Clinton criticizes Turkish rights record Julia Zebley at 2:55 PM ET
[JURIST] US Secretary of State Hillary Rodham Clinton [official website] on Saturday criticized Turkey's neglect of some human rights issues [CNN Turk report, in Turkish], including a lack of religious freedom, the censoring of the internet and improper detention of journalists. Clinton noted the rising economic importance of Turkey as well calling it one of the most exciting places in the world [CNN report] due to its ties with both Eastern and Western cultures, but expressed great concern over the recent jailing of approximately 50 journalists during the "Sledgehammer" coup [JURIST news archive] last year. Citing continued discrimination of Kurds, Clinton asked that Turkey expand religious freedoms. Further, she denounced a proposal set to go into effect in August that would allow Turkish authorities to monitor citizen's usage of the Internet. All of the comments were made during an interview with CNN Turkey during Clinton's recent diplomatic visit to Turkey, Greece and India.
Clinton said she believed these backslides in human rights is "inconsistent" with Turkey's growing emergence in the international community. She also praised Turkey's improving record on LGBT rights, in their effort to gain accession to the European Union (EU) [EU country profile], and congratulated them on their recent successful election.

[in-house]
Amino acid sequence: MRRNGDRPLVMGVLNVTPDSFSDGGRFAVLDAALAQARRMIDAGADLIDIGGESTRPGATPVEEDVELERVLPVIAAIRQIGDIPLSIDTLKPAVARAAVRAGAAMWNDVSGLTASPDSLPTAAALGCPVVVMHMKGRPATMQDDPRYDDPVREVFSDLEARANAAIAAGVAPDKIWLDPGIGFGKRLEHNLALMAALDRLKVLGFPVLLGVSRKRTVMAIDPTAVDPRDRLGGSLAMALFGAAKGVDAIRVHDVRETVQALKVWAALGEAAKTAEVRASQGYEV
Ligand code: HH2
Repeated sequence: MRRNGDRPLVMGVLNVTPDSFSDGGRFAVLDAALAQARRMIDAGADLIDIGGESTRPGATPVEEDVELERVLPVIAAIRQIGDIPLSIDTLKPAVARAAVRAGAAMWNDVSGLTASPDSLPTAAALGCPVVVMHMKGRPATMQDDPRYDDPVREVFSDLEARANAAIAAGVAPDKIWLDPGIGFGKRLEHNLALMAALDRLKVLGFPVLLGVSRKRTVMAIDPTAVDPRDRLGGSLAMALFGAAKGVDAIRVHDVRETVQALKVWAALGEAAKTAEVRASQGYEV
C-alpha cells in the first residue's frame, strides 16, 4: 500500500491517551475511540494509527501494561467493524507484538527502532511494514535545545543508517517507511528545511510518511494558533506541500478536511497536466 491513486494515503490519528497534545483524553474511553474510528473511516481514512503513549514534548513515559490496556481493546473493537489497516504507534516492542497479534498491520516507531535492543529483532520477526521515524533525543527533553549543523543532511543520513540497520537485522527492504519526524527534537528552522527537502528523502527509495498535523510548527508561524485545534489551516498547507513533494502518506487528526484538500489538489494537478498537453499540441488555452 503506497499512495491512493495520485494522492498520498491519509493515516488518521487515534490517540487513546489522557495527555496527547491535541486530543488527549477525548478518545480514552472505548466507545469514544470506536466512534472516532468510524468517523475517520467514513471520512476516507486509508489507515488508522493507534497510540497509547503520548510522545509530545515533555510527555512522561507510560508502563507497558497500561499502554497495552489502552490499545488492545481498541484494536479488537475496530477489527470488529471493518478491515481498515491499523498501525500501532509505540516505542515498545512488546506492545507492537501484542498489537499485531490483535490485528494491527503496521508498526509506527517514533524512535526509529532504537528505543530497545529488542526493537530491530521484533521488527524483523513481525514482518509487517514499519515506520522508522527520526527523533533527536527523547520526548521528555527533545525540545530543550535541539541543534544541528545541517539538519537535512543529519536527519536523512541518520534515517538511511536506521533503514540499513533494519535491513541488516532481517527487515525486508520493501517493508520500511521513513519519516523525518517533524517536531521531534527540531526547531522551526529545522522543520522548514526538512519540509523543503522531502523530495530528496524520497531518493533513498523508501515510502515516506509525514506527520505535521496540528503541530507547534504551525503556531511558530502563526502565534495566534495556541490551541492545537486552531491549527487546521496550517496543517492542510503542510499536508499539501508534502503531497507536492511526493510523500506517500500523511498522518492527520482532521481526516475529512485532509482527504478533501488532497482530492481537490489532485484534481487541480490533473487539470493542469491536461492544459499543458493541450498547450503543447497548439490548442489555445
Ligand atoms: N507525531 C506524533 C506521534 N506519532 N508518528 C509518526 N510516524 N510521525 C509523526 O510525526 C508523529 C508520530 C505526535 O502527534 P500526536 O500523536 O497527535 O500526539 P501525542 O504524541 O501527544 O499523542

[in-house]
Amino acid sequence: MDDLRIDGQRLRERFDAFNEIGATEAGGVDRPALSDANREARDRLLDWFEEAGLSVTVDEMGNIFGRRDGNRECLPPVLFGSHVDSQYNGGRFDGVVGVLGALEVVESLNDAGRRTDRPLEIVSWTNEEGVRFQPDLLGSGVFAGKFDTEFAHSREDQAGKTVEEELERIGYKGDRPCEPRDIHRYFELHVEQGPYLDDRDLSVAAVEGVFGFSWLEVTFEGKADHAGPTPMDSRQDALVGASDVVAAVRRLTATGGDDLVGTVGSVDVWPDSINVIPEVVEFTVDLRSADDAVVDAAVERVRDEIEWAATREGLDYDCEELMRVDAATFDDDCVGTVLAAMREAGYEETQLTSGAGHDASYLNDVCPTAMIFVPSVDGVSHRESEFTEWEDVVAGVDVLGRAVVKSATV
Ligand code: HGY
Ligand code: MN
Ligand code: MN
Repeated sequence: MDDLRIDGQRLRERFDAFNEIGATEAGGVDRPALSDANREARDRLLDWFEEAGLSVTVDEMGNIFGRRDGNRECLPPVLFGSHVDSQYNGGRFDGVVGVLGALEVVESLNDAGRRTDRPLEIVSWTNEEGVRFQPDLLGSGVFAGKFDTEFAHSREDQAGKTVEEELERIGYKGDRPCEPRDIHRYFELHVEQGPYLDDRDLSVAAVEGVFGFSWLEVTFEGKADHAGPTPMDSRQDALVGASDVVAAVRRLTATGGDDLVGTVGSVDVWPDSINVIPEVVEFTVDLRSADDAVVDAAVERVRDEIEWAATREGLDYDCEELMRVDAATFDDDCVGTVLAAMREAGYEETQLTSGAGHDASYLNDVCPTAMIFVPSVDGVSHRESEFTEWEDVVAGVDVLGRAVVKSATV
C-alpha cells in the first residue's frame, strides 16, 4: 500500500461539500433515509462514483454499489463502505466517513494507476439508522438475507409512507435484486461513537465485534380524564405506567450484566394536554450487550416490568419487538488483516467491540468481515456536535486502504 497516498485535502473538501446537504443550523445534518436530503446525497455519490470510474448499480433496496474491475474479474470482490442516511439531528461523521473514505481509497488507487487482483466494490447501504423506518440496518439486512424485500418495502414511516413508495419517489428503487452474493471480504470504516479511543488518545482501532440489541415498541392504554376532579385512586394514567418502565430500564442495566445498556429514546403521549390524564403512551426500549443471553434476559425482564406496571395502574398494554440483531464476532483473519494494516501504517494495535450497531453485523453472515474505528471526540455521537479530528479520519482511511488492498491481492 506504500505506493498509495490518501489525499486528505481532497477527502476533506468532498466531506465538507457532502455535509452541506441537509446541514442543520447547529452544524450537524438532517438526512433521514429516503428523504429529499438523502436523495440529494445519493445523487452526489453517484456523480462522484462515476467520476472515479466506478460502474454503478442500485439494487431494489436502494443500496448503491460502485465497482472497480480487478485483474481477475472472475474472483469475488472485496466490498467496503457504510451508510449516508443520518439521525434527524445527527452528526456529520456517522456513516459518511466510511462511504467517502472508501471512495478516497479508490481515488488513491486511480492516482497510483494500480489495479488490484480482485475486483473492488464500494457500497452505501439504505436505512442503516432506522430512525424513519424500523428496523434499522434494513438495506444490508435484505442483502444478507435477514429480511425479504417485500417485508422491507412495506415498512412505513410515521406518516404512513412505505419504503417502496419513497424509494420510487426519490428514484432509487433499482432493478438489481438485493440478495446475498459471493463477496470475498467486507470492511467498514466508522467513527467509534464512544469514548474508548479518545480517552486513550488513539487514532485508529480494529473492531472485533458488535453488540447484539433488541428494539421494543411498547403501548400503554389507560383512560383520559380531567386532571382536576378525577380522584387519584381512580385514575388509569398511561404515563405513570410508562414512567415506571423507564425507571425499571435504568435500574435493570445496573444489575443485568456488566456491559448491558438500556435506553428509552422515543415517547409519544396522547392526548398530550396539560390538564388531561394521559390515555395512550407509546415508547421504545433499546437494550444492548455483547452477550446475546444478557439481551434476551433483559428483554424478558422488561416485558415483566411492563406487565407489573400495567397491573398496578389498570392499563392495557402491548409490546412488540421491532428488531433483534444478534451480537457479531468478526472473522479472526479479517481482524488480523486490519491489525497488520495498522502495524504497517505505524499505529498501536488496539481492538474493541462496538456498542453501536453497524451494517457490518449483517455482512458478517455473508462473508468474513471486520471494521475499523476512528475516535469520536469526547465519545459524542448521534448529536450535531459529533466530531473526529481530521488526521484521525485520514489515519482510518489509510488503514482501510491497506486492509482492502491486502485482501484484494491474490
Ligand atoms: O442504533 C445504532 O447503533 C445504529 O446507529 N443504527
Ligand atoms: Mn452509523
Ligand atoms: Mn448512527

Last month, Turkish Prime Minister Recep Tayyip Erdogan [official website, in Turkish] pledged to work with opposition leaders to build the country's new constitution [JURIST report]. Some groups have chastised Erdogan for failing to carry out his promises to ease tension between the Kurdish minority and the government, reform the judiciary and reduce unemployment. He has, however, been praised for his governance of the Turkish economy, which has experienced growth in recent years. Constitutional reforms are an issue for Turkey's accession to the European Union (EU) [official website] since its constitution was written under military rule and limits freedom of expression and religion. A council for the EU in May 2009 said that Turkey should do more [press release, PDF; JURIST report] in terms of judicial reform, protection of citizens' rights and various other efforts in order to further their request to be granted accession to the EU [criteria materials]. In 2009 and 2010 [JURIST reports], the European Court of Human Rights (ECHR) [official website] ruled against Turkey in journalism-related rights violations.
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